Obviously the grandchildren graph reflects post zygotic fertility.  Then I think it is logical to assume that the first graph reflects pre zygotic fertility.  Each must be an epigenetic mechanism as DNA just doesn’t change fast enough to do this. 

As to why in the world evolution should have planted this limpet mine under us, I would suggest you look at for last March 18, the Vancouver poster.  (In my more delusional moments I wonder whether indifference to the process is also a nefarious evolutionary plot.) 

One reason I suspect that there is are both pre zygotic and post zygotic mechanism is that if you take a single population at let it grow without limit it will go extinct in about 10 generations following a curve that is stereotyped.  Here is one well documented population analyzed by Jarred Diamond. 

Jared M. Diamond, “Life with the Artificial Anasazi,” NATURE, vol 419 no 6907, October 10, 2002 p 567.

“Actual population” was found running around Longhouse Valley where these people lived and doing carbon fourteen dating on the embers in the fireplaces.  “Modelled (sic) population” is in fact a record of tree ring width.  I wrote Diamond and asked whether he thought maybe the Indians were cultivating the trees.  I have yet to receive an answer.  Perhaps I am not earnest enough for him.  He wants to raise consciousness of the environment.  I have no plan.  He figures that the climate is causing the changes in the tree rings, and that in turn determines how many people the valley can support.  But the vertical lines indicate that people moved in; even if the girls are very busy they can hardly double the size of the population in a single year.  There are no vertical drops, at least not in the final plunge; nobody left.  They just died out.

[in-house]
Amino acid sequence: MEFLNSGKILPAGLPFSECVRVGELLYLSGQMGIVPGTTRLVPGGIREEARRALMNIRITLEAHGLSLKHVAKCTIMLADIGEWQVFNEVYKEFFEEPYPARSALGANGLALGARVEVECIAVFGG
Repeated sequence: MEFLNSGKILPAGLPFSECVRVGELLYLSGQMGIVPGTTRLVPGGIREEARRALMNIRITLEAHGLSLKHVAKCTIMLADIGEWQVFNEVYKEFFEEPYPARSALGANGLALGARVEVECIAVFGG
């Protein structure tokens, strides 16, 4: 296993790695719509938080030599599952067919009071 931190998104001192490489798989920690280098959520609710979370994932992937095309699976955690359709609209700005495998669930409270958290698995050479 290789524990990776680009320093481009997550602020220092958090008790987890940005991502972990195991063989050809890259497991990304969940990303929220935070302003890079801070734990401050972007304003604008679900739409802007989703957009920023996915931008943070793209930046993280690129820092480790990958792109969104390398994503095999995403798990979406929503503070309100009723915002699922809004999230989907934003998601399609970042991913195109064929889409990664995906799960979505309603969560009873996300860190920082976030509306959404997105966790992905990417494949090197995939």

A fluke perhaps, but the same curve on the same time scale is also visible when you look at the survival of Chinese dynasties and Japanese dynasties.  And since the curve is complex it bespeaks two mechanisms at work.  Slick, no? 

There is more data you can find by burrowing through the web site, or if you like I can go on.  But you get the picture.  Kinship.  It seems all to be kinship.  I think it would be prudent to take this into account when trying to understand fertility.  You can probably come up with an idea for a study that would support or disprove it. 


M. Linton Herbert MD

By the way, I also sent a letter to SCIENCE but I imagine they have closed communication on the original letter.  Here is what I wrote them:

September 23, 2011

1200 New York Avenue NW
Washington DC 20005

Richard Sharpe has pointed out (Richard Sharpe Low Sperm Counts May Be Preventable SCIENCE vol.333 no. 6048 September 9, 2011 page 1380) that the profound depression of sperm counts in so many European men is a serious matter and has made suggestions as to where to look for a cause.  One strong possibility is that low sperm counts correlate with low fertility caused by mating of insufficiently related couples as described in an Icelandic genealogy study. (A. Helgason et al., Science 319 813 (2008))


M. Linton Herbert MD